• Finds 47 reasons that prevent people from cheating
• Classifies reasons for not cheating in broader factors and domains
• Finds that women have a higher propensity not to cheat than men
• Finds that conscientiousness and openness predict the propensity not to cheat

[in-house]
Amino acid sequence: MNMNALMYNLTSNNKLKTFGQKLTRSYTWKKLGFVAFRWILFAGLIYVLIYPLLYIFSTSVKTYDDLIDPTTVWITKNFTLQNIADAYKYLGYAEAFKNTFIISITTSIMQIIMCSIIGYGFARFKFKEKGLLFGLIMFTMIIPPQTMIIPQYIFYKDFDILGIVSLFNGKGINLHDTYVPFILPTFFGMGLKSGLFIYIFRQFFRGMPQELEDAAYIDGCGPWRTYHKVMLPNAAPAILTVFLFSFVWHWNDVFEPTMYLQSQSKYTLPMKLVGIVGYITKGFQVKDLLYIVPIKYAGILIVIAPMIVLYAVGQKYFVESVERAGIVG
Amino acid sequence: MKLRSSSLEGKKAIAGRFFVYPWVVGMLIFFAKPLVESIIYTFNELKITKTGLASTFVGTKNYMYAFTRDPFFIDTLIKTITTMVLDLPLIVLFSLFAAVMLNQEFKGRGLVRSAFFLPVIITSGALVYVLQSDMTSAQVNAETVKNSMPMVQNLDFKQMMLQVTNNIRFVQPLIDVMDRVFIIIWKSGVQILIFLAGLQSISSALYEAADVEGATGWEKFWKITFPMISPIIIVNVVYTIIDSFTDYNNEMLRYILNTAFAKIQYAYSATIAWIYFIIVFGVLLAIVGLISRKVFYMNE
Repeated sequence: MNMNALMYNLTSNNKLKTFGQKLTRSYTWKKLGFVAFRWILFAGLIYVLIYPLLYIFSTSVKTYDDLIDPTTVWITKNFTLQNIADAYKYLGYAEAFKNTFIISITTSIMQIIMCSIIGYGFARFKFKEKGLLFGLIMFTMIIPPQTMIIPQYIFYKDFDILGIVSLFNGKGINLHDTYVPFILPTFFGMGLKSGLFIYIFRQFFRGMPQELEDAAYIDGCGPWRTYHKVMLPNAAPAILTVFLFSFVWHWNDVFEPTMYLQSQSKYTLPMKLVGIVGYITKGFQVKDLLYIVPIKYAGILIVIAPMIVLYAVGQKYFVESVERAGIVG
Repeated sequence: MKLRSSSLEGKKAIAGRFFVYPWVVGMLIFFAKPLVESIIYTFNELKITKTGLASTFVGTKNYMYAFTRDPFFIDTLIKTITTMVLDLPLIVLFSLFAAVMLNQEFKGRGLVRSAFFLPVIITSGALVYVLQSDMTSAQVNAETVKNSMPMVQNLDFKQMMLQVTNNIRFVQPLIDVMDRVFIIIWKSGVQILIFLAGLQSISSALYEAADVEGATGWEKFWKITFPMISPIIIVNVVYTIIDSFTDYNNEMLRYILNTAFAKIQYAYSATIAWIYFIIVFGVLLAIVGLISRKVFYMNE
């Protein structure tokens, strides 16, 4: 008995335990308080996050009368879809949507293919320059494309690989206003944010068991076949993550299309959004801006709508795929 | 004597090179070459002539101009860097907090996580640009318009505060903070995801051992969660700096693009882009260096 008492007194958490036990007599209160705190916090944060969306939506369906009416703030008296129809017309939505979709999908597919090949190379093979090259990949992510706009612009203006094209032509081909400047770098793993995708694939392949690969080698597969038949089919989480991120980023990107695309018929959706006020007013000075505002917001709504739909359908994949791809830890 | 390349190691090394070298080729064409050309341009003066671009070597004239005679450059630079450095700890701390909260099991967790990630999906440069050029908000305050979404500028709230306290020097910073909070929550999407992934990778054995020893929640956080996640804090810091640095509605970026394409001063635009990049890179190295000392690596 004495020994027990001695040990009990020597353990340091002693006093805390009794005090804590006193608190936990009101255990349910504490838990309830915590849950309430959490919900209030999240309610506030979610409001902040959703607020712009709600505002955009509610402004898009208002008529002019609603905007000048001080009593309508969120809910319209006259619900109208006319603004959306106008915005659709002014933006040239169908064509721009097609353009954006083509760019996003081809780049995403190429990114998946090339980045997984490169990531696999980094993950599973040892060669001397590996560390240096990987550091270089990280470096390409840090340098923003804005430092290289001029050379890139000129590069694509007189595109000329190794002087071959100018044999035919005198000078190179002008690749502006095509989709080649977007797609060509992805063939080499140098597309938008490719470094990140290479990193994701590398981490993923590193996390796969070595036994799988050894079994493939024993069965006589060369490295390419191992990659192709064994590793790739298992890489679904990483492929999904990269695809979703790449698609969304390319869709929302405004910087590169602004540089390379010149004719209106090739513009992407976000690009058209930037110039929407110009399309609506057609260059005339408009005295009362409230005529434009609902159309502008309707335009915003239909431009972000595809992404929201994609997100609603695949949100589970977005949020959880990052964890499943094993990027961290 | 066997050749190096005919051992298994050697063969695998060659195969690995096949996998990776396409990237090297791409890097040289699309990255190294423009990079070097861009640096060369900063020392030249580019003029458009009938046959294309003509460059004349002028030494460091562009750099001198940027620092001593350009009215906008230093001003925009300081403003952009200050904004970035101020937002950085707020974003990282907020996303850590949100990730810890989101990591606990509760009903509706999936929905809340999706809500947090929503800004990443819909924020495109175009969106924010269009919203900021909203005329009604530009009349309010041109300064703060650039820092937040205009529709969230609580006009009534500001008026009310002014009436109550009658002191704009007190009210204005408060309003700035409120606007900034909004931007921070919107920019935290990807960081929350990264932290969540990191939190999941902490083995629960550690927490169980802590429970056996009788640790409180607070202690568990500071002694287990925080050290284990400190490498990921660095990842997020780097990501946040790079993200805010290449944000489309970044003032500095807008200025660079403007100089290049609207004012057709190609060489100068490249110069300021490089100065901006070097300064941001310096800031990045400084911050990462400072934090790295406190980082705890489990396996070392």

Infidelity is a widespread phenomenon across different cultures. Yet, not all people are unfaithful to their partners, and the current study aims to identify the reasons that motivate individuals to hold back from cheating. For this purpose, we developed an evolutionary theoretical framework which could enable a better understanding of the ultimate reasons that motivate people not to cheat on their partners. Furthermore, using a combination of qualitative research methods, we have identified 47 proximate reasons that could prevent people from cheating. By using quantitative research methods in a sample of 576 Greek-speaking participants, we classified these reasons in eight broad factors and two broader domains. One domain reflected considerations about the potential costs of cheating, and the other, considerations about the benefits of the current relationship. Women indicated a higher propensity not to cheat than men, especially if they were satisfied with their relationship, and because they would feel guilty. We also found that, the higher participants scored in conscientiousness the lower their propensity to cheat was, while the higher participants scored in openness the higher their propensity to cheat was.